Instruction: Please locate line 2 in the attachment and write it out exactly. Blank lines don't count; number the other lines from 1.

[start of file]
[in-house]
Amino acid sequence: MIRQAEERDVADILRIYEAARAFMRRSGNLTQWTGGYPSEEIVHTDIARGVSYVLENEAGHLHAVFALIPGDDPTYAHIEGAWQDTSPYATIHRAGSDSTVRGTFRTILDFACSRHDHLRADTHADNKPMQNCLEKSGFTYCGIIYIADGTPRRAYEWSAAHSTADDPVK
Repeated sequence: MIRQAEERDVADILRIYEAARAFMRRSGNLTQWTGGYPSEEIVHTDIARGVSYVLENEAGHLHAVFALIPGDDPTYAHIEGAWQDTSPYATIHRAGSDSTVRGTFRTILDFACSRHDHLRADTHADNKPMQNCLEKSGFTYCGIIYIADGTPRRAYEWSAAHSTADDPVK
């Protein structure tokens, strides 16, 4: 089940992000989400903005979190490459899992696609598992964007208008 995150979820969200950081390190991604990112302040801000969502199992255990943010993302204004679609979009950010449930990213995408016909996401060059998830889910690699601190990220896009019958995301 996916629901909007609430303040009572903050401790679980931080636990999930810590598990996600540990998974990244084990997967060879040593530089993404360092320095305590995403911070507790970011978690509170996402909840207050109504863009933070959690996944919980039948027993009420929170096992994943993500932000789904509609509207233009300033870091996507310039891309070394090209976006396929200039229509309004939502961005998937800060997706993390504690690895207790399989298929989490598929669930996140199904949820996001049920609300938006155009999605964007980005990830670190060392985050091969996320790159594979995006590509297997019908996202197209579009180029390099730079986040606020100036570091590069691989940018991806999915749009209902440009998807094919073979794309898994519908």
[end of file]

Amino acid sequence: MIRQAEERDVADILRIYEAARAFMRRSGNLTQWTGGYPSEEIVHTDIARGVSYVLENEAGHLHAVFALIPGDDPTYAHIEGAWQDTSPYATIHRAGSDSTVRGTFRTILDFACSRHDHLRADTHADNKPMQNCLEKSGFTYCGIIYIADGTPRRAYEWSAAHSTADDPVK